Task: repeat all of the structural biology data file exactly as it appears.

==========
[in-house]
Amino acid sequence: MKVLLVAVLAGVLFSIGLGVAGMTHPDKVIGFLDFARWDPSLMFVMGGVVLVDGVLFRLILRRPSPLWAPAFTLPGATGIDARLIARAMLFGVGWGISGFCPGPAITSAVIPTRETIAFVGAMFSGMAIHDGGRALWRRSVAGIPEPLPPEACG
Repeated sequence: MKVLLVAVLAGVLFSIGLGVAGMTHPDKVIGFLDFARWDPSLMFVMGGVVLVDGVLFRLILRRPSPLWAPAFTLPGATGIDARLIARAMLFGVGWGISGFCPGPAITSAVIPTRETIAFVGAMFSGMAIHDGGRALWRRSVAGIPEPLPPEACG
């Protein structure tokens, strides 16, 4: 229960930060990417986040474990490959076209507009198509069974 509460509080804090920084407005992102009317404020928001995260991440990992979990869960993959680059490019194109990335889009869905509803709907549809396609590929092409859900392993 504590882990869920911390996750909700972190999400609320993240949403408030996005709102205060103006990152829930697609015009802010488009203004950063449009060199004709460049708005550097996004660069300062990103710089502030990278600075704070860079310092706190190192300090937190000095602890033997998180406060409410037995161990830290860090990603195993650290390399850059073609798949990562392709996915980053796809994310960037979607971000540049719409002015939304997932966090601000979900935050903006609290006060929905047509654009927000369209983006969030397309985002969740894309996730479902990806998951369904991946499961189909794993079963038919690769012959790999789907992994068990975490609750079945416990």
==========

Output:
[in-house]
Amino acid sequence: MKVLLVAVLAGVLFSIGLGVAGMTHPDKVIGFLDFARWDPSLMFVMGGVVLVDGVLFRLILRRPSPLWAPAFTLPGATGIDARLIARAMLFGVGWGISGFCPGPAITSAVIPTRETIAFVGAMFSGMAIHDGGRALWRRSVAGIPEPLPPEACG
Repeated sequence: MKVLLVAVLAGVLFSIGLGVAGMTHPDKVIGFLDFARWDPSLMFVMGGVVLVDGVLFRLILRRPSPLWAPAFTLPGATGIDARLIARAMLFGVGWGISGFCPGPAITSAVIPTRETIAFVGAMFSGMAIHDGGRALWRRSVAGIPEPLPPEACG
């Protein structure tokens, strides 16, 4: 229960930060990417986040474990490959076209507009198509069974 509460509080804090920084407005992102009317404020928001995260991440990992979990869960993959680059490019194109990335889009869905509803709907549809396609590929092409859900392993 504590882990869920911390996750909700972190999400609320993240949403408030996005709102205060103006990152829930697609015009802010488009203004950063449009060199004709460049708005550097996004660069300062990103710089502030990278600075704070860079310092706190190192300090937190000095602890033997998180406060409410037995161990830290860090990603195993650290390399850059073609798949990562392709996915980053796809994310960037979607971000540049719409002015939304997932966090601000979900935050903006609290006060929905047509654009927000369209983006969030397309985002969740894309996730479902990806998951369904991946499961189909794993079963038919690769012959790999789907992994068990975490609750079945416990």